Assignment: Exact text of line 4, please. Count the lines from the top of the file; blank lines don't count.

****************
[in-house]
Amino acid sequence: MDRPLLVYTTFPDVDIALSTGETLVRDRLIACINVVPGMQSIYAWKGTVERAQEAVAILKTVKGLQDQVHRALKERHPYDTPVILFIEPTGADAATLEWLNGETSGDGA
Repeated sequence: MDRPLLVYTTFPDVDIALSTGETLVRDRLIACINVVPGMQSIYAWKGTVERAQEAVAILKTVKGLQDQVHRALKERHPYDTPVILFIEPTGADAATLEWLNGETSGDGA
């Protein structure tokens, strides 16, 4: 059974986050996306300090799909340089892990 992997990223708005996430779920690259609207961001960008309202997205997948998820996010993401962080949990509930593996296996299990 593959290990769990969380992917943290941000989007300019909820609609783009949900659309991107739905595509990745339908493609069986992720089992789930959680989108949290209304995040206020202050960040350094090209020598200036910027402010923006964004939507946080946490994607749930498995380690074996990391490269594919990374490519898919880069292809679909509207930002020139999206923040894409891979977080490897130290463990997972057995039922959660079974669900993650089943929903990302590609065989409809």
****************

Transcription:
């Protein structure tokens, strides 16, 4: 059974986050996306300090799909340089892990 992997990223708005996430779920690259609207961001960008309202997205997948998820996010993401962080949990509930593996296996299990 593959290990769990969380992917943290941000989007300019909820609609783009949900659309991107739905595509990745339908493609069986992720089992789930959680989108949290209304995040206020202050960040350094090209020598200036910027402010923006964004939507946080946490994607749930498995380690074996990391490269594919990374490519898919880069292809679909509207930002020139999206923040894409891979977080490897130290463990997972057995039922959660079974669900993650089943929903990302590609065989409809």